An Post confirms staff do not use Eircode system for local deliveries

Simply inconceivable that company does not use codes for mail, says Fianna Fáil’s Dooley

An Post has confirmed its local delivery staff do not use the State’s new Eircode system developed at a cost of €38 million.

This is despite the fact that An Post franks letters with a reminder to its customers to use the Eircode system.

The issue was raised by Fianna Fáil spokesman on communications Timmy Dooley who said it was “simply inconceivable that An Post, despite promoting the use of Eircodes, do not make use of them when delivering post”.

In response, An Post said its customers were “strongly” advised to use Eircode when posting mail and for Eircode to be integrated as part of a postal address.

“However,” An Post continued: “Eircodes were never intended or designed for use at local delivery level”.

Instead, the postal service uses “the regular postal address of a property at the final stage of delivery.

“With approximately 2.5 million mail items handled each day by An Post it would not be practical to use Eircode to find a customer’s delivery address,” the company said in a statement.

A spokesman explained that while the Eircode – which is a unique identifier of the location of every property in the State – is not used in the final stages of delivery, it can be used at the initial stages.

Machinery in the national mail centres use automated processors which are “fully equipped to handle the Eircode as part of a regular postal address”.

This means that a letter sent from, for example Leitrim, to Wicklow could be assessed in the national mail centres with the aid of its address and Eircode, directing it to its county of destination. But when the letter arrives at the destination it is delivered by a human, who may have 600 addresses on the postal round.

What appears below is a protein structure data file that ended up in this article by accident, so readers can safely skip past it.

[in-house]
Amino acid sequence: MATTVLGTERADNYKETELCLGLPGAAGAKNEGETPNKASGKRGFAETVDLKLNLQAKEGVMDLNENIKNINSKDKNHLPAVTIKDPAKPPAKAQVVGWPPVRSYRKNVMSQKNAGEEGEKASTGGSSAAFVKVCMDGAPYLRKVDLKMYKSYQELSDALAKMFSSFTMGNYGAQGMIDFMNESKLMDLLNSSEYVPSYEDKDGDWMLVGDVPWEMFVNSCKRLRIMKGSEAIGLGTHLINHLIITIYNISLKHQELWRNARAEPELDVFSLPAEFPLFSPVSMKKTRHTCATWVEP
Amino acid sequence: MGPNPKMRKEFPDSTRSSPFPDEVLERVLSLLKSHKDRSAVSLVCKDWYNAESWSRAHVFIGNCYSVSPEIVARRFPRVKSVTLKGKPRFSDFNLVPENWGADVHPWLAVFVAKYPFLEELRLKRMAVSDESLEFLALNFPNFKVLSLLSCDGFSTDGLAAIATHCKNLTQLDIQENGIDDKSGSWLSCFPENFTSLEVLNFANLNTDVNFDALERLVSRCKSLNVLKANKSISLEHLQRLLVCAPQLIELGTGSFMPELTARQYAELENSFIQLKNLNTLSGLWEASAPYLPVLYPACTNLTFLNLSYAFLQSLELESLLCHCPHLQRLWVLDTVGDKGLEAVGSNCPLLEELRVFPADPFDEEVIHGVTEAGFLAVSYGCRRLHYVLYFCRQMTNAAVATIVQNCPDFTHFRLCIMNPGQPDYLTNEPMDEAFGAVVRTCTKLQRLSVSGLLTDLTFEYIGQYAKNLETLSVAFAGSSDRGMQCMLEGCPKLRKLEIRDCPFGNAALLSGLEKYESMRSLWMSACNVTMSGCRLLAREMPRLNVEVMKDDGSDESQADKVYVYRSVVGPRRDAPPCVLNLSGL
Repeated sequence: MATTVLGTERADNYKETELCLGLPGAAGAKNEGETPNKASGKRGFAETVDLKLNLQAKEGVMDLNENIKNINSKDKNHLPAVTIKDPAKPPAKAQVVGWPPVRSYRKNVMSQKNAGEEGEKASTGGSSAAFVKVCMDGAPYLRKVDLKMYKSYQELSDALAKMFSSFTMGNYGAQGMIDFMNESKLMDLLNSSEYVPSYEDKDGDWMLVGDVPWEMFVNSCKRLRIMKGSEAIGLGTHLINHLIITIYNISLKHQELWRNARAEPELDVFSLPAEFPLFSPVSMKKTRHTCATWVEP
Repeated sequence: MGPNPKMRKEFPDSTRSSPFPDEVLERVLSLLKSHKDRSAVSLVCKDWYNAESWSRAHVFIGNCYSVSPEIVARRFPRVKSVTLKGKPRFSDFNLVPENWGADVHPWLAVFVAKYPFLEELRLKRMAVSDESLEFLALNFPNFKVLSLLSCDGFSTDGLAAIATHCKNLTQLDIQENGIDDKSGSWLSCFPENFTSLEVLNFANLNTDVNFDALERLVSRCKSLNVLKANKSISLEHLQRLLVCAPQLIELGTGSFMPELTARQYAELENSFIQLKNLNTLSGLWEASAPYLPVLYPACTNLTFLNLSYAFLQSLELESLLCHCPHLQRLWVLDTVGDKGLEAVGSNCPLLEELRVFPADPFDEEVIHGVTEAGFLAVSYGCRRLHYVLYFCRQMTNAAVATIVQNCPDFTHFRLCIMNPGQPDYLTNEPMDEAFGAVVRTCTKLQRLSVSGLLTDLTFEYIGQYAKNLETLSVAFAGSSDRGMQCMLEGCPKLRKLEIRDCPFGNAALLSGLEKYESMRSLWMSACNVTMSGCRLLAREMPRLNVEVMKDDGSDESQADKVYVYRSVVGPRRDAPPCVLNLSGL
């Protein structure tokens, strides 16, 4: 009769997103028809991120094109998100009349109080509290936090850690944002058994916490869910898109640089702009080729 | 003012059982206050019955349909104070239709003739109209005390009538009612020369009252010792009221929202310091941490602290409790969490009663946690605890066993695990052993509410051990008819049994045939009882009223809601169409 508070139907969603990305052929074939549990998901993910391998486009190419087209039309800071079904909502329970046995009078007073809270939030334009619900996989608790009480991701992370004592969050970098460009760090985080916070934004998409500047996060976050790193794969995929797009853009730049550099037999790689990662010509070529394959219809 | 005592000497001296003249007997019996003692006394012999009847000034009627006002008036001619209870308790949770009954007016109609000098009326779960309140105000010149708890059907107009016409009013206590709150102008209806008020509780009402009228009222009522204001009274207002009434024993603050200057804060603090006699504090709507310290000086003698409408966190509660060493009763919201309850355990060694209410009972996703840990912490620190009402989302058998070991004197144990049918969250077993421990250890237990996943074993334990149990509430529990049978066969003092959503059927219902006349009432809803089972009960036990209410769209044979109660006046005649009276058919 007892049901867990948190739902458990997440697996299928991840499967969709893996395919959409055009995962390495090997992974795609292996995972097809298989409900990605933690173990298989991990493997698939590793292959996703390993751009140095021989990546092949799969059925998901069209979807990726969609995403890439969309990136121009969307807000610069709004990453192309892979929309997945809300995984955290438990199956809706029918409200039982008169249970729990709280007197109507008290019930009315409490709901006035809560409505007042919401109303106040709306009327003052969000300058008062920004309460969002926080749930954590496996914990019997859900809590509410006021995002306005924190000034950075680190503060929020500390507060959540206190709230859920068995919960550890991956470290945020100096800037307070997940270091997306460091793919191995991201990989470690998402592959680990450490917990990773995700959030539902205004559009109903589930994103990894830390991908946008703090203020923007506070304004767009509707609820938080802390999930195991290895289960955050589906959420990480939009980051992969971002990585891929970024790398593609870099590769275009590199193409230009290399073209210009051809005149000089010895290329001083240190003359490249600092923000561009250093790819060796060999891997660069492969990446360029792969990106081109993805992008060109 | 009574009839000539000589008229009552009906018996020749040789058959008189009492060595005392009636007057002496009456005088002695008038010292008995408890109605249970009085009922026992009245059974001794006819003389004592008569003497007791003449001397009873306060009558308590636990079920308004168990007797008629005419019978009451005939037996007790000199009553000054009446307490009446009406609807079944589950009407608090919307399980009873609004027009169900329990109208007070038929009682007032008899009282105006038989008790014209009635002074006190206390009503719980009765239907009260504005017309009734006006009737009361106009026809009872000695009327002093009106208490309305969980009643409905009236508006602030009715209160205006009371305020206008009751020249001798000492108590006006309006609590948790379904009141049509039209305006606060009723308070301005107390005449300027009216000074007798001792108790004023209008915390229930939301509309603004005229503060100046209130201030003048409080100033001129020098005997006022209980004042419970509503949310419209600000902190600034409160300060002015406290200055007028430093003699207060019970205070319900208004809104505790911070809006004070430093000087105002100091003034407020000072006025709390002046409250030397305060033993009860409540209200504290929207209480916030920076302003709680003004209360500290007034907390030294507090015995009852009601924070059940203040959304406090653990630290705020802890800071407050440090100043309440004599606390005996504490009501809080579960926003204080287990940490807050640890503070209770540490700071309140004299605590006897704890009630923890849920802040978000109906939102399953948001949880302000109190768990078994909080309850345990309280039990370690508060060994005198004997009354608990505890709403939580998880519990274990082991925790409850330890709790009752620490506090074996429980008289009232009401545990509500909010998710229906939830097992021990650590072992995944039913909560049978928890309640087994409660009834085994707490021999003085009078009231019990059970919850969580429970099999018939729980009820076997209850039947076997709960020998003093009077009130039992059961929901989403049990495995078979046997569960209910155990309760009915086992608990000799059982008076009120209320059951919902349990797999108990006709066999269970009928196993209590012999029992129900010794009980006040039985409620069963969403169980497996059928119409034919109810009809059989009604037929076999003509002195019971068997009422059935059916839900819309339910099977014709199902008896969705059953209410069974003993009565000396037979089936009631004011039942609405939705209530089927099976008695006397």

Delivery men and women could not be expected to remember the post code of each home, according to An Post.

Mr Dooley, who raised the issue after being made aware of it this week, said the news was a surprise. “How is it that the State has spent €38 million on developing, rolling out and advertising Eircode that the State’s own postal delivery service doesn’t bother to use?” he asked.

“What’s worse is that An Post franks post going through their system with the message ‘Remember to use your Eircode’, yet still thinks it’s acceptable to not make use of it when delivering post,” he said.

“The mind boggles at the complete lack of joined-up thinking at Minister [for Communications Denis] Naughten’s department.

“There is no point spending nearly €40 million in designing and advertising a scheme such as Eircode and then not using it properly. I really hope that this is a case of miscommunication rather than a failure to implement government policy,” concluded Mr Dooley.

As a unique identifier, Eircode is capable of being installed in satellite navigation systems which could guide emergency services to households and businesses. It is currently used by the national ambulance service. It is also available on Google maps, among other databases.

Questions to Eircode were referred by that organisation to its public relations department. A response had not been received at the time of writing.